How to Succeed in Korean without Really Frying
I am so Rosetta Stoned. New pathways are burning through my brain like a gasoline fire in a barrow ditch. Then, just when I am becoming comfortable in the Level 1 Korean wading pool, they throw me into the deep end. I tread a while, and then I’m swimming again, not with great form, but staying barely above water; my mind is picking out keywords and I can identify the proper images. I go on to the next lesson, and I’m not even in the pool anymore; I’m in a rip tide. I have no idea what these people are saying. The sentences are long now, and they contain all new words. How can I possibly match what they are saying to the correct image? But it’s an adventure, and I’m motivated by challenge.
I remind myself that it takes a few yards of gut to begin a new language in your 50s, especially one as different from English as Korean. You can listen and listen and listen and listen, and you will not hear any trace of your Phoenician linguistic heritage. No Greek, Hebrew, Latin, or any other cognates to which the European ear can naturally cling ever come up; it all seems like so many nonsense syllables, and the challenge is to discern their sensible order. I keep wondering where the Koreans were hanging out after Babel; they definitely evolved their own system of linguistic and phonemic logic.
Unlike our Roman alphabet, a linear descendent of Phoenician, which was perhaps the first writing on earth, the Korean alphabet is a relatively new invention, dating only to the 15th century. Hangul is a beautifully logical and elegant alphabet. However, the vowels are difficult for the Western ear, and my pronunciation is a clanging cymbal compared to a native speaker’s bell-like elocution.
Rosetta Stone’s method emphasizes intuitive development in language learning. I would not have believed that intuition could be developed, or that practicing syllables to which my brain attributes no meaning at all could open into a field of sense, but it happens.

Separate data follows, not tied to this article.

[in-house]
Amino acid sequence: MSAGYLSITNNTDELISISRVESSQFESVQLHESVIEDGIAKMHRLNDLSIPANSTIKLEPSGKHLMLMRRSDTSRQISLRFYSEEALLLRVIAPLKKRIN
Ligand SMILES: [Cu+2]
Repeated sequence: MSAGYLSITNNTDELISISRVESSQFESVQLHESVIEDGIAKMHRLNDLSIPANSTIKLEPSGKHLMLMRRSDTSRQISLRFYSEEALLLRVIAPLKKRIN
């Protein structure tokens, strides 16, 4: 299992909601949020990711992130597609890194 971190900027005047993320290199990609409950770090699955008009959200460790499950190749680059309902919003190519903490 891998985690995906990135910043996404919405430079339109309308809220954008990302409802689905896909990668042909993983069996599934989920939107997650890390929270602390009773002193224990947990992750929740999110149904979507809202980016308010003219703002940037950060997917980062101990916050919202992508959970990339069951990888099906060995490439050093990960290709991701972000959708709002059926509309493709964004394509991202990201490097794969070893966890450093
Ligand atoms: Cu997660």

No English is used, either written or spoken. I see and hear exactly the same things that a native Amharic-speaking user sees and hears. Learning occurs within context, not word for word. Consequently, I am sometimes at a loss for want of structure. I have no apprehension of grammar and no sense of word logic. But this is the method Rosetta Stone has determined works. Sometimes I go off-method and look up a word in my Korean dictionary. Sometimes this helps and sometimes it doesn’t.
I have yet to test my skill and imaginative pronunciation in a real-life situation, but I am beginning to be able to repeat sentences on a first or second hearing. I even have a fair gist of what they mean. In fact, I’ve noticed that I am listening to everything better since immersing myself in the sounds of Korean. I’ve been working with Rosetta Stone for two weeks, and spent two weeks before its arrival working with Declan’s flashcards and this helpful website. I learned Hangul from this site and some of its links. Had I not learned Hangul before beginning with Rosetta Stone, I think I would have been truly lost and afraid.